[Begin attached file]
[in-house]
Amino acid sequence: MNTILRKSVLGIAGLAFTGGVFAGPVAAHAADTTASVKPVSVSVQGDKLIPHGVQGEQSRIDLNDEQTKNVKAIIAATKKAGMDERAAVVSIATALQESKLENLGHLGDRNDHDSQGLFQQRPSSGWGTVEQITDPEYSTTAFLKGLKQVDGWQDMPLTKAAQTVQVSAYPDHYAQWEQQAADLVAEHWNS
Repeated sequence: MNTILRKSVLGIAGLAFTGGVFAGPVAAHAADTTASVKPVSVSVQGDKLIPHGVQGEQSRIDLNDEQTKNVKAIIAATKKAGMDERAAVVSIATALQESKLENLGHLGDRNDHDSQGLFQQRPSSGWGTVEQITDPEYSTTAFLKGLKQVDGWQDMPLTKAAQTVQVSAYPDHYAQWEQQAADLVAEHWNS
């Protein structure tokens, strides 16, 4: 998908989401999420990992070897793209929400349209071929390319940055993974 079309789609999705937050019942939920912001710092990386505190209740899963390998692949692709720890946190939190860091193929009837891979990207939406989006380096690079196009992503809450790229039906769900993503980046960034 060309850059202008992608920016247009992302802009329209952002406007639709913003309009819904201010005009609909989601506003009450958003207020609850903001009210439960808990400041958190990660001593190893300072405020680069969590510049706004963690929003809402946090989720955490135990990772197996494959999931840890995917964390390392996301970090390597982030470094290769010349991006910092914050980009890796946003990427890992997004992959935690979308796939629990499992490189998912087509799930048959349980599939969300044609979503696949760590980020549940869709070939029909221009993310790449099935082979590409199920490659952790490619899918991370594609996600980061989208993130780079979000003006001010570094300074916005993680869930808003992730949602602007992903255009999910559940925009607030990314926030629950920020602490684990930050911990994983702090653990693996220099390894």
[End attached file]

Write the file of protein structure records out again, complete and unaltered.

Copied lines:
[in-house]
Amino acid sequence: MNTILRKSVLGIAGLAFTGGVFAGPVAAHAADTTASVKPVSVSVQGDKLIPHGVQGEQSRIDLNDEQTKNVKAIIAATKKAGMDERAAVVSIATALQESKLENLGHLGDRNDHDSQGLFQQRPSSGWGTVEQITDPEYSTTAFLKGLKQVDGWQDMPLTKAAQTVQVSAYPDHYAQWEQQAADLVAEHWNS
Repeated sequence: MNTILRKSVLGIAGLAFTGGVFAGPVAAHAADTTASVKPVSVSVQGDKLIPHGVQGEQSRIDLNDEQTKNVKAIIAATKKAGMDERAAVVSIATALQESKLENLGHLGDRNDHDSQGLFQQRPSSGWGTVEQITDPEYSTTAFLKGLKQVDGWQDMPLTKAAQTVQVSAYPDHYAQWEQQAADLVAEHWNS
């Protein structure tokens, strides 16, 4: 998908989401999420990992070897793209929400349209071929390319940055993974 079309789609999705937050019942939920912001710092990386505190209740899963390998692949692709720890946190939190860091193929009837891979990207939406989006380096690079196009992503809450790229039906769900993503980046960034 060309850059202008992608920016247009992302802009329209952002406007639709913003309009819904201010005009609909989601506003009450958003207020609850903001009210439960808990400041958190990660001593190893300072405020680069969590510049706004963690929003809402946090989720955490135990990772197996494959999931840890995917964390390392996301970090390597982030470094290769010349991006910092914050980009890796946003990427890992997004992959935690979308796939629990499992490189998912087509799930048959349980599939969300044609979503696949760590980020549940869709070939029909221009993310790449099935082979590409199920490659952790490619899918991370594609996600980061989208993130780079979000003006001010570094300074916005993680869930808003992730949602602007992903255009999910559940925009607030990314926030629950920020602490684990930050911990994983702090653990693996220099390894």